Article Date: 11/1/2010

Centering a Decentered GP Lens
GP Insights

Centering a Decentered GP Lens


The ideal fit of a GP lens is an alignment fit that centers over the optic zone of the pupil, which is usually the apex of a normal cornea. In many cases the corneal topography or lid position and tension can alter this position.When a diagnostic or habitual lens decenters, there are several parameters that can be adjusted.

Parameters to Adjust

Base Curve Always start by checking the fluorescein pattern while the lens is in its resting position, looking for central bearing or excessive apical clearance. A lens that is too steep will typically decenter inferiorly (and sometimes nasally) and needs to be flattened. Lenses that decenter temporally and/or inferiorly are usually fit too flat, and the central curve is seeking flatter ground such as that in the corneal periphery or even the sclera to center on. This base curve will need to be steepened. Base curve (BC) adjustments of ±0.50D are the minimum needed to make a significant change in the fit.

Diameter Lens diameter selection depends on pupil size and fissure width; however, the effect of lid tension on centration is also important. Average corneal GP diameter is 9.4mm, with 8.5mm to 9.00mm usually used for small fissures and 9.5mm to 10.0mm for larger fissures/pupils or looser lids. Lenses that ride low tend to be too small with inadequate lid interaction, whereas lenses that ride high have too much lid interaction because the lens is too large. Keep in mind that this decentration can affect vision, especially if the edge of the lens or optic zone is bisecting the pupil. Alterations in the overall diameter (OAD) by 0.3mm can be significant, but recall that any changes in OAD may also impact the optic zone diameter (OZD), and this may affect the BC fitting relationship: every 0.5mm OZD change = 0.25D BC change. If you find that the OAD is optimal but decentration or flare still occurs, a change in just the optic zone can help—keeping in mind that you must maintain the BC relationship.

Thickness The lens power will dictate the central and edge thickness. For powers greater than ±5.00D, this can affect lens positioning. If the lens is too thick in the center, as in high plus powers, it is too heavy for the lid to support and will drop. Replace it with an ultra thin or lenticular design (minus carrier) to reduce the center thickness and to increase the edge thickness; this increases the upper lid influence. In high-minus lenses, the edge may be too thick and the lid will push it down: tapering and rolling the edge inward may remedy this. However, a thick edge on a tight lid may also get stuck under the lid and ride high. A plus lenticular carrier (thinner edges) or CN bevel will help these myopes get a more proper lid-attachment fit.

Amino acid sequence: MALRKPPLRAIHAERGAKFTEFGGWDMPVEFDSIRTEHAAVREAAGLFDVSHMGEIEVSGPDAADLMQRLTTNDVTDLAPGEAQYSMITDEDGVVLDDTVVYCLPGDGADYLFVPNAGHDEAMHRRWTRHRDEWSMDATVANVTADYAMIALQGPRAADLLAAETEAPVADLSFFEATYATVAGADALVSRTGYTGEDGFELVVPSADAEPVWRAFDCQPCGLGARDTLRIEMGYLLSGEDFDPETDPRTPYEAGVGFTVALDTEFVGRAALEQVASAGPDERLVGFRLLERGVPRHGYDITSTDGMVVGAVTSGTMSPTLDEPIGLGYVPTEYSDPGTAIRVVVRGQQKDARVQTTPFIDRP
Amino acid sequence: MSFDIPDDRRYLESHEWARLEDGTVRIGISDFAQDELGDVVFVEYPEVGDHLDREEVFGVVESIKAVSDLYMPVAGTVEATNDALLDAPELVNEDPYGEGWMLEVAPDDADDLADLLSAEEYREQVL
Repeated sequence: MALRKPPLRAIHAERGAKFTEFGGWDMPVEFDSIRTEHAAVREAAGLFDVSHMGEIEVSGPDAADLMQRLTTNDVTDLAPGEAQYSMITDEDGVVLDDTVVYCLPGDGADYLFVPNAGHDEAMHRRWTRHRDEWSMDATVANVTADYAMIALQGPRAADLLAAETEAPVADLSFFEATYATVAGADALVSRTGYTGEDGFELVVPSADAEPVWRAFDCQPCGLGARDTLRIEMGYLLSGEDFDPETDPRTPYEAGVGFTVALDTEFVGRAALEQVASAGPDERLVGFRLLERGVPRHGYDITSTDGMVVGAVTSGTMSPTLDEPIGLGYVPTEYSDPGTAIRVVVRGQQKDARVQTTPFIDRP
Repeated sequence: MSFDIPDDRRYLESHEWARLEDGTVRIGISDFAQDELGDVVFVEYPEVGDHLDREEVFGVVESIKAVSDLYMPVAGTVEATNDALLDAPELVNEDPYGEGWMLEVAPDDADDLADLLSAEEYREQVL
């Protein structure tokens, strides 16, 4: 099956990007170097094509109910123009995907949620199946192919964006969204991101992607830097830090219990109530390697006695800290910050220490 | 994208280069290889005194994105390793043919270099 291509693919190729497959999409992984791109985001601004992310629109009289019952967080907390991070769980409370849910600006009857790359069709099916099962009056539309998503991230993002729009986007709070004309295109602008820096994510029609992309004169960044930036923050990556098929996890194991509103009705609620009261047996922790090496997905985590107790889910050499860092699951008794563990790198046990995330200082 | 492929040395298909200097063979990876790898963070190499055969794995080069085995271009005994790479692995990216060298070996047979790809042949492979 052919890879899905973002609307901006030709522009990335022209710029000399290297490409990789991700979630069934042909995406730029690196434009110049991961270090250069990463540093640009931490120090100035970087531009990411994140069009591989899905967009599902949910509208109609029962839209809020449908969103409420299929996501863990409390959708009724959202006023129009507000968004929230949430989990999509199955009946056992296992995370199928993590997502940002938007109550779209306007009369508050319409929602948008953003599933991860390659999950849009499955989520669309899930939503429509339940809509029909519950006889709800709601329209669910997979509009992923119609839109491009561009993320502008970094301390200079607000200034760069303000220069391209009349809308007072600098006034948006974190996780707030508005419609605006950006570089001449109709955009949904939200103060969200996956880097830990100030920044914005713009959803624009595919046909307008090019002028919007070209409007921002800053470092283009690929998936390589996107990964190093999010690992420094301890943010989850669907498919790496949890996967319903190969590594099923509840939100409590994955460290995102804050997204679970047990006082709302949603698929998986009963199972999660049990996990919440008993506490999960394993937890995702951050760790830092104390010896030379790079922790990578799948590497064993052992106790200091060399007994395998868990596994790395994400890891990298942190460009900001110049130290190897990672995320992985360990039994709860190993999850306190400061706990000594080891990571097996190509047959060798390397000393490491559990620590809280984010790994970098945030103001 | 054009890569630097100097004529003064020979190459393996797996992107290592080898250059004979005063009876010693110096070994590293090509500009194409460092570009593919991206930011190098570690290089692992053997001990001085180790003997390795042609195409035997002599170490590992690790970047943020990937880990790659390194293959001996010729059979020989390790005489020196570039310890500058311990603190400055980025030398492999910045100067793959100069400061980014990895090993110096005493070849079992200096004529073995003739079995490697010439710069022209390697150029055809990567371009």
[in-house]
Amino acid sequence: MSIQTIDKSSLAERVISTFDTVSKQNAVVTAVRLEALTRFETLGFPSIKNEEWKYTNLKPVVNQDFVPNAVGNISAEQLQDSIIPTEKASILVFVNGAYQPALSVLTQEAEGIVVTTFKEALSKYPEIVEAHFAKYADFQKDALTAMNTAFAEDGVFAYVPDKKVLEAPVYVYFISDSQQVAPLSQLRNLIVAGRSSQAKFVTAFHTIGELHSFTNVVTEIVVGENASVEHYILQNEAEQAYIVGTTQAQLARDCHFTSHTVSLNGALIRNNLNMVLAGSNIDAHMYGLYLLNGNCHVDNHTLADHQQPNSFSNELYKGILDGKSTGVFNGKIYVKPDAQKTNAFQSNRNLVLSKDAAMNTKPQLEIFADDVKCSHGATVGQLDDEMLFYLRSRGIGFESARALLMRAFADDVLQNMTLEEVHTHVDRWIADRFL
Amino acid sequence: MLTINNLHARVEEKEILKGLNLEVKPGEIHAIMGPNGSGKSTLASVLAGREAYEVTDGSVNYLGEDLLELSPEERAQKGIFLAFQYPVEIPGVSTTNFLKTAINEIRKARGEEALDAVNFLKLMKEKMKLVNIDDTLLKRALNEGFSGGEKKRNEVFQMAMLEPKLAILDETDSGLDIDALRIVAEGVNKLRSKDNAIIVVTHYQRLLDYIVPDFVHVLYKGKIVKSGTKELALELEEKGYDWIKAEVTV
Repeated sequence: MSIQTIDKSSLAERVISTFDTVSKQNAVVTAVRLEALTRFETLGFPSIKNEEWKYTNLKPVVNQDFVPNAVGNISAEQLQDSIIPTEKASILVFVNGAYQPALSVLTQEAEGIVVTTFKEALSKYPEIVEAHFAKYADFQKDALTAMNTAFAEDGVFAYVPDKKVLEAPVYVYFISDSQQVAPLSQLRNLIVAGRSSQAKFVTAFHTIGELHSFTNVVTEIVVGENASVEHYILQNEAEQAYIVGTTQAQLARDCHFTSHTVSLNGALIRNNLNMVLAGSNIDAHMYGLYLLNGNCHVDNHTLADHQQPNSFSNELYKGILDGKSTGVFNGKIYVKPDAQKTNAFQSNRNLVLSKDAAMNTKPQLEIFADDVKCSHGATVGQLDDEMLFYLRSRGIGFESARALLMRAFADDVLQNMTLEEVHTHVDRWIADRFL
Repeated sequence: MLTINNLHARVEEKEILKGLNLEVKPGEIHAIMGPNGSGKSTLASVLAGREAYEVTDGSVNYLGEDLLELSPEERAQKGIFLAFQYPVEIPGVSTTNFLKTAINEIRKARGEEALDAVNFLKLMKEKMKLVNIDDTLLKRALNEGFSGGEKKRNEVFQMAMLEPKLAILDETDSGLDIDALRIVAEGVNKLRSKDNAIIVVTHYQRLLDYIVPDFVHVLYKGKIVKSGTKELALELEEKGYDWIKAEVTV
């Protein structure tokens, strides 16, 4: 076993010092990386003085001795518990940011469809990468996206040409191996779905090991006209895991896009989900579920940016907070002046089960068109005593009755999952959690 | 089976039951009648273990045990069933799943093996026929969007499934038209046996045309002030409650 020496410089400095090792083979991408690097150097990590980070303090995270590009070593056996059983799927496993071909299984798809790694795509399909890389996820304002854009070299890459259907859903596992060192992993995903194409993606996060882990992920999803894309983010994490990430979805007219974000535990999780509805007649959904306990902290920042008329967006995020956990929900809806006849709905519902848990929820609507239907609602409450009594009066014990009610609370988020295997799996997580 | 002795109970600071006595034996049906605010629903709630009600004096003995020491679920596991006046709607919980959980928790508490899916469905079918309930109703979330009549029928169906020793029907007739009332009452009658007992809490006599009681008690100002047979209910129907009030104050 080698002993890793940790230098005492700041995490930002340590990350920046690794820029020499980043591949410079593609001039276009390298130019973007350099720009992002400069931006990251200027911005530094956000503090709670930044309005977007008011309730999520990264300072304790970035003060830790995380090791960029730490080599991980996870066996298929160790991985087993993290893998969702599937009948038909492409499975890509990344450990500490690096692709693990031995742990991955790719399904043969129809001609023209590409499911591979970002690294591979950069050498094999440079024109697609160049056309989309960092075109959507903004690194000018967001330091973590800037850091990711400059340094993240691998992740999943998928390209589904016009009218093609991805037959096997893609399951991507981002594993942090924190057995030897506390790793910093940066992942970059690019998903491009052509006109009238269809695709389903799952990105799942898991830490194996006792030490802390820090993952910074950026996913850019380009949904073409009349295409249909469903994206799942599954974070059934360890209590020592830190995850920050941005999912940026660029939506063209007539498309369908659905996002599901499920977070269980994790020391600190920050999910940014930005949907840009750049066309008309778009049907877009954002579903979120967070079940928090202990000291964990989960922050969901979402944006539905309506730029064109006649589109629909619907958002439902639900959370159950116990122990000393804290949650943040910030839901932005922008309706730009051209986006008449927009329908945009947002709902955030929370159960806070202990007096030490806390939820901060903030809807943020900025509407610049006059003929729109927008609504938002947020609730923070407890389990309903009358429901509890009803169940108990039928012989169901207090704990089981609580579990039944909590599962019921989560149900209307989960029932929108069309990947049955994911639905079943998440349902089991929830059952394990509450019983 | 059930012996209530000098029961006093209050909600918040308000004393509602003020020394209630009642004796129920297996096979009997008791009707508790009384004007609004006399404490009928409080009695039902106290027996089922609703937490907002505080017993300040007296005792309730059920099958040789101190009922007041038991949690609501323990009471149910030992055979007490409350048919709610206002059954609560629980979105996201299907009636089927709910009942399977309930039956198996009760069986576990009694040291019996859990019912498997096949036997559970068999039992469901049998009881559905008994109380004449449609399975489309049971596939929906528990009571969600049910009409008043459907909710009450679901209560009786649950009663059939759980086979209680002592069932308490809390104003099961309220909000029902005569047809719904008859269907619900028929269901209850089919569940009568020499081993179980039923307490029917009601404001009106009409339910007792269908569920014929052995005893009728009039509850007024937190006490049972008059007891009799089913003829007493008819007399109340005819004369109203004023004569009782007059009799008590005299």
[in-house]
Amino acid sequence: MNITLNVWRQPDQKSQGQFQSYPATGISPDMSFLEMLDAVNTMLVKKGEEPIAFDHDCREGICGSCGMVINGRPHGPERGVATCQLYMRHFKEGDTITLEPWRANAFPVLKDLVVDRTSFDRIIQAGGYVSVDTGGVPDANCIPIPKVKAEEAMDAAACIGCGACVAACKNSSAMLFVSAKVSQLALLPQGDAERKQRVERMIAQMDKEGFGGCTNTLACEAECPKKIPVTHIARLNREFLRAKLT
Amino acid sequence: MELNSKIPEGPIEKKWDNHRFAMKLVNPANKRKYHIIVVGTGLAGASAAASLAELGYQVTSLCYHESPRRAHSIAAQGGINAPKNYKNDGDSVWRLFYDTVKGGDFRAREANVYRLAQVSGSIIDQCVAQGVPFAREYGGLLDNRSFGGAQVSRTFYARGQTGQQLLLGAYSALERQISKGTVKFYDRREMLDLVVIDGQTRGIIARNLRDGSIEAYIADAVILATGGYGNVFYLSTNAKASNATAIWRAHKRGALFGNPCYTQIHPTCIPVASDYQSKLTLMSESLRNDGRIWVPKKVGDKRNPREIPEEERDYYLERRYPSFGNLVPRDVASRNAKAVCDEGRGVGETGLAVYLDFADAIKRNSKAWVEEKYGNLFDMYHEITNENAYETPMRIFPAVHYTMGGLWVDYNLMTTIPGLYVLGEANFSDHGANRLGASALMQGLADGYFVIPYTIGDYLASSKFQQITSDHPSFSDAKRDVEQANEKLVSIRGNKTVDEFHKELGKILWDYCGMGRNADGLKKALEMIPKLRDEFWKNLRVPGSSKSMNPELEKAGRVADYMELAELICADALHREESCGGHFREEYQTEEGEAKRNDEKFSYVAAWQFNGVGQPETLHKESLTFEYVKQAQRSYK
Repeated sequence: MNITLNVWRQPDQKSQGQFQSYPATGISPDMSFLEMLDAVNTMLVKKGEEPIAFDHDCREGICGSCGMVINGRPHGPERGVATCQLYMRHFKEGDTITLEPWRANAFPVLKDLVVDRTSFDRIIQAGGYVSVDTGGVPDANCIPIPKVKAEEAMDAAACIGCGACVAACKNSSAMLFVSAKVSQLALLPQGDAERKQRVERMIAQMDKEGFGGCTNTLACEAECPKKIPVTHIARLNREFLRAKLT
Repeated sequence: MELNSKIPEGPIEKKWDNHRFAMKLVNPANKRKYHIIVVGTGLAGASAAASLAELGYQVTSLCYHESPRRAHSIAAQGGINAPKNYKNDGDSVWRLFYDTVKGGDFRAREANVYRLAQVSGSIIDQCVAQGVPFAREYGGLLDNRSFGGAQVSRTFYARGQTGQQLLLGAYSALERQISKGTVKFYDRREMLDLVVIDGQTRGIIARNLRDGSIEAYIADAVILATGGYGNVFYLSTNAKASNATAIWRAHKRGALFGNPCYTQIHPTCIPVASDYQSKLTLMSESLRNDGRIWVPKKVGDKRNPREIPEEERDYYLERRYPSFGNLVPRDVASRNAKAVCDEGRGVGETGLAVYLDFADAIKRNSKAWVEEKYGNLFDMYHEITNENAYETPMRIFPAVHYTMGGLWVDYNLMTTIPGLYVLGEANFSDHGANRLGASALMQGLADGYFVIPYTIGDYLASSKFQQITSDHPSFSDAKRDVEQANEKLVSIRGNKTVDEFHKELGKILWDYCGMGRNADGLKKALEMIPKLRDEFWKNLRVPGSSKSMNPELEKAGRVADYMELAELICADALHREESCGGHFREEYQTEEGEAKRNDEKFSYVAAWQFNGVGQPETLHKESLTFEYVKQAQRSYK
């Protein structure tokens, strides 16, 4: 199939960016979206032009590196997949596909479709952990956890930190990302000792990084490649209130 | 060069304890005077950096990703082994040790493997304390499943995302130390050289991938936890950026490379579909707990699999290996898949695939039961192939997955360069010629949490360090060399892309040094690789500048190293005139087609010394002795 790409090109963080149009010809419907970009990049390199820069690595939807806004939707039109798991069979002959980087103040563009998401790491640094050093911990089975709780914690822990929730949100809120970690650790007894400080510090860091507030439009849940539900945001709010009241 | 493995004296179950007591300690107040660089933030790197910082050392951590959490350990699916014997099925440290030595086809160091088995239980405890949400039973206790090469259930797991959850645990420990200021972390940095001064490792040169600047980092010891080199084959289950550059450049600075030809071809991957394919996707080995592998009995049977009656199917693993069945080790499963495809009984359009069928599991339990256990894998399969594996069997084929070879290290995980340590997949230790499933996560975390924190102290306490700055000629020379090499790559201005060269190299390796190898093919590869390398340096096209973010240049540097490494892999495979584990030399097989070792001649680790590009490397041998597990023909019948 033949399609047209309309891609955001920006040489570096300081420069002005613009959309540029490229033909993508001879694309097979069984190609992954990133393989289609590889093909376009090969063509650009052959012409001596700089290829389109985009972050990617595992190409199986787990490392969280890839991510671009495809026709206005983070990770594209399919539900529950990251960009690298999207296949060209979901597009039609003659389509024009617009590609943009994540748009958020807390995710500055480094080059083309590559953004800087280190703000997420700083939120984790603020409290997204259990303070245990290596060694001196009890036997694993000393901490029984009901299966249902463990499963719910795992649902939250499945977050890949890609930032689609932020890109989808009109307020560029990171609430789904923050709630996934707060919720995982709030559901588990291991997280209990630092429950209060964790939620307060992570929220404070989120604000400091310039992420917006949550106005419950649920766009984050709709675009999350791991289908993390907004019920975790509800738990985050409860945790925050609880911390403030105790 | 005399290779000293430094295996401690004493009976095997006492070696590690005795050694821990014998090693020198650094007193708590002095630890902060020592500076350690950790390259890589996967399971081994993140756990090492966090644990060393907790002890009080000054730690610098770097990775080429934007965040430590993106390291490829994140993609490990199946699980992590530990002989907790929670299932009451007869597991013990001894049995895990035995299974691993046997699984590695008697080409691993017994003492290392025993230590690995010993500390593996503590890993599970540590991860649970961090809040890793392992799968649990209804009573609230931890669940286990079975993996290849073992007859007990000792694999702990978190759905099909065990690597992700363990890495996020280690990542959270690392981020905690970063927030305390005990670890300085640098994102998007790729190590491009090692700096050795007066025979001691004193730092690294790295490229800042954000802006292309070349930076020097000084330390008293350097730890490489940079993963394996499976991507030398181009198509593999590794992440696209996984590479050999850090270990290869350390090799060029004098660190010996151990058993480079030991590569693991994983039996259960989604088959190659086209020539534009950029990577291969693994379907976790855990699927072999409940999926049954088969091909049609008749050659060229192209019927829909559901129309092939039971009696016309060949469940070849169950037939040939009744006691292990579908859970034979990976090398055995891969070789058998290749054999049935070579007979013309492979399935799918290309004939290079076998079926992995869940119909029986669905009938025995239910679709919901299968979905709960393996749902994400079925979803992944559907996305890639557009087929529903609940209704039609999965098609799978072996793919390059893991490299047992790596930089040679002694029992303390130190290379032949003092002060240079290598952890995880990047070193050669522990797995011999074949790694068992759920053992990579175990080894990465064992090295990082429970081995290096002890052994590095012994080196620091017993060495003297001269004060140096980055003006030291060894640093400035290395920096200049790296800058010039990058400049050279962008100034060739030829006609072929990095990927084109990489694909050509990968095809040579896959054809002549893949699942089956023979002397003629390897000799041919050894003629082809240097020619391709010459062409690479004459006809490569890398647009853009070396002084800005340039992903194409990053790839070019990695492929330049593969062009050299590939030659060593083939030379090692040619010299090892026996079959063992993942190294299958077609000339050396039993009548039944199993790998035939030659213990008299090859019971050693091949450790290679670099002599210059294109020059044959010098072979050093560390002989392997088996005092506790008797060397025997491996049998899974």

Lens Material The specific gravity of the lens material will increase or decrease the weight of the lens. Increasing the specific gravity will help drop a superiorly riding lens, while decreasing it will help to raise an inferiorly positioned lens. Changes of 0.1 or greater are significant.

Peripheral Curve System Also assess the peripheral curves (PCs) for excessive lift or tightness. Increasing the edge lift increases lid interaction and will move the lens to a higher position. Decreasing the edge lift allows less lid interaction and will allow the lens to move to a lower position.

Changes in PC radius of 1.0mm and 0.2mm in width are needed to modify the fit.

Design Highly toric corneas need toric lenses. Highly with-the-rule corneas will cause a lens to ride low, and using a bitoric or back toric BC will center it. Also, a lens will center over the steepest curve, especially in irregular eyes. Utilizing larger intralimbal designs, decentered BCs, or prism ballasting may aid centration.

Parameter changes are not exclusive of one another, and changing one may influence the other. However, by following these rules you can usually achieve the goal of a centered lens and a happy patient. CLS

Dr. Laurenzi-Jones currently has a staff position at NorthShore University Hospital in Glenbrook, Illinois. You can reach her at

Contact Lens Spectrum, Issue: November 2010